And below is a popular YouTube video, with 2.5 million hits, of one of my favorite and most inspired and dramatic openings that should be immediately recognizable:

 

 


Classical music: Farley’s Salon Piano Series starts a new season this coming Sunday afternoon with the prize-winning Varshavski-Shapiro piano duo. Plus, tonight is your last chance to hear and see the University Opera’s production of Benjamin Britten’s “Albert Herring.”

October 28, 2014
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ALERT: Tonight at 7:30 p.m. in Music Hall on Bascom Hill, is your last chance to hear the University Opera’s production of Benjamin Britten’s comic chamber opera “Albert Herring,” which is based on a short story by the 19th-century French writer Guy de Maupassant. (Below, in a photo by Michael R. Anderson, is a crucial scene.)

Tickets are available at the door. They are $22 for the public, $18 for seniors and $10 for students.

Here is a link with more information:

http://www.music.wisc.edu/events/brittens-albert-herring-3/

And here is a link to a review by John W. Barker of Isthmus. The Ear, who saw the Sunday afternoon performance instead of the opening on Friday night, agrees with Barker on the major points:

http://www.isthmus.com/daily/article.php?article=43859&sid=bd26396e522b7c37c6f143f5598af822

University Opera Albert Herring Michael R. Anderson

By Jacob Stockinger

Farley’s House of Pianos will host five concerts in the Salon Piano Series’ 2014-15 season, which starts this coming Sunday:

The Varshavski-Shapiro Piano Duo (below), this Sunday, November 2, at 4 p.m., in music by Schubert, Ravel, Milhaud, Saint-Saens and Poulenc.

varshavski shapiro duet

Pianist Ilya Yakushev (below), Sunday, January 25, 2015, at 4 p.m. in music by Beethoven, Prokofiev and Schumann.

ilya yakushev 3

Pianist Marco Grieco (below), Friday, March 13, 2015 at 7:30 p.m. in music by Johann Sebatsian Bach-Feruccio Busoni, Beethoven, Chopin and Liszt.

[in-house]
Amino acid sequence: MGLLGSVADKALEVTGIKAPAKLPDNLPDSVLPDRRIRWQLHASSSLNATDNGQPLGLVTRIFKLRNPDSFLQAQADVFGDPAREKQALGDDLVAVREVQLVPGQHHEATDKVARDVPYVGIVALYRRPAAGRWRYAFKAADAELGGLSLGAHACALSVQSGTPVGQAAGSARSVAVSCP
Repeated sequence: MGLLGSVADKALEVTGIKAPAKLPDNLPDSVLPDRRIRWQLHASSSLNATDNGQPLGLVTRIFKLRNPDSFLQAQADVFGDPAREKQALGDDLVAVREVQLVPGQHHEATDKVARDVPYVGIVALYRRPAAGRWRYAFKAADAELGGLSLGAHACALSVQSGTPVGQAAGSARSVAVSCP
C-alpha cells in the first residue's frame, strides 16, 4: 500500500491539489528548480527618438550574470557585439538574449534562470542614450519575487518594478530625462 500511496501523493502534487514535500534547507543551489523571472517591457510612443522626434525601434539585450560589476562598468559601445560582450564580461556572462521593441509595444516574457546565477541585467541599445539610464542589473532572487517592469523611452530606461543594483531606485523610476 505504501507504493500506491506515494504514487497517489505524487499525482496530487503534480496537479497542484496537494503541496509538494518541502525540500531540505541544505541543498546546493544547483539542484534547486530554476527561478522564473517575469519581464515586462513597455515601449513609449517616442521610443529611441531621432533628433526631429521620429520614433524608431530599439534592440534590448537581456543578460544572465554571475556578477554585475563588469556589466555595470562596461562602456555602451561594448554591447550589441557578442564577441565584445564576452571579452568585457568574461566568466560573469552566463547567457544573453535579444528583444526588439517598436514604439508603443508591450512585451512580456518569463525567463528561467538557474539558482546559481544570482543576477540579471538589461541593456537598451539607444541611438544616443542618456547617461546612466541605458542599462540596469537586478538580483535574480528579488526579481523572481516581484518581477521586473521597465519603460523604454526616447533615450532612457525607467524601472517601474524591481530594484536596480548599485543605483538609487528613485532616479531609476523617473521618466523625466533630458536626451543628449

marco grieco

Pianist Martin Kasík (below), Saturday, April 18, 2015, at 7:30 p.m. in music by Beethoven, Ravel and Prokofiev.

martin kasik

A spring jazz concert, still to be announced

These concerts constitute the second season of the Salon Piano Series, a 501(c)(3) non-profit founded by Tim and Renée Farley to continue the tradition of intimate salon concerts at Farley’s House of Pianos.

The setting replicates that experienced by audiences throughout the 18th and 19th centuries, and enhances collaboration between performer and audience.

The Series offers audiences the chance to hear upcoming and well-known artists whose inspiring performances are enhanced by the setting and the fine pianos. Some performances are preceded by free lectures. An artists’ reception with light food and beverages follows each concert and is included in the ticket price.

VARSHAVSKI AND SHAPIRO

Here is more about the opening concert:

The program features: “Variations on a French Song”, D. 624, one piano-four hands, by Franz Schubert; “La Valse” for one piano-four hands by Maurice Ravel; the exciting and lyrical Brazil-inspired “Scaramouche” suite by Darius Milhaud (heard at the bottom played by piano superstars Martha Argerich and Evgeny Kissin in a YouTube video); “Variation on a Theme by Beethoven” for two pianos by Camille Saint-Saens; and the Sonata for Two Pianos by Francis Poulenc.

Ukrainian Stanislava Varshavski and Russian Diana Shapiro’s partnership began in 1998, while the two were students at the Jerusalem Rubin Academy in Israel. One year later, they won first prize at the International Piano Duo Competition in Bialystok, Poland.

Stanislava Varshavski-Diana Shapiro

Since then, the ensemble has participated in international festivals and performed solo recitals in at least eight different countries, and has appeared with a number of well-known orchestras, such as the Jerusalem Symphony Orchestra, Warsaw Philharmonic Orchestra, and the New World Symphony Orchestra of Miami.

In 2005, they placed first in the prestigious Murray Dranoff International Two Piano Competition. Varshavski and Shapiro both hold doctorates in Musical Arts from University of Wisconsin-Madison School of Music, where they studied under Martha Fischer. The duo appeared together at Farley’s in 2012 when they premiered the Villa Louis Steinway Centennial grand (below) that was rebuilt in the Farley workshop. Learn more about the Varshavski-Shapiro Piano Duo at www.piano-4-hands.com.

Farley 1877 piano

SALON PIANO SERIES

Visit http://salonpianoseries.org/concerts.html for complete concert programs, and artist information. Tickets are $35 for each concert and can be purchased online at www.brownpapertickets.com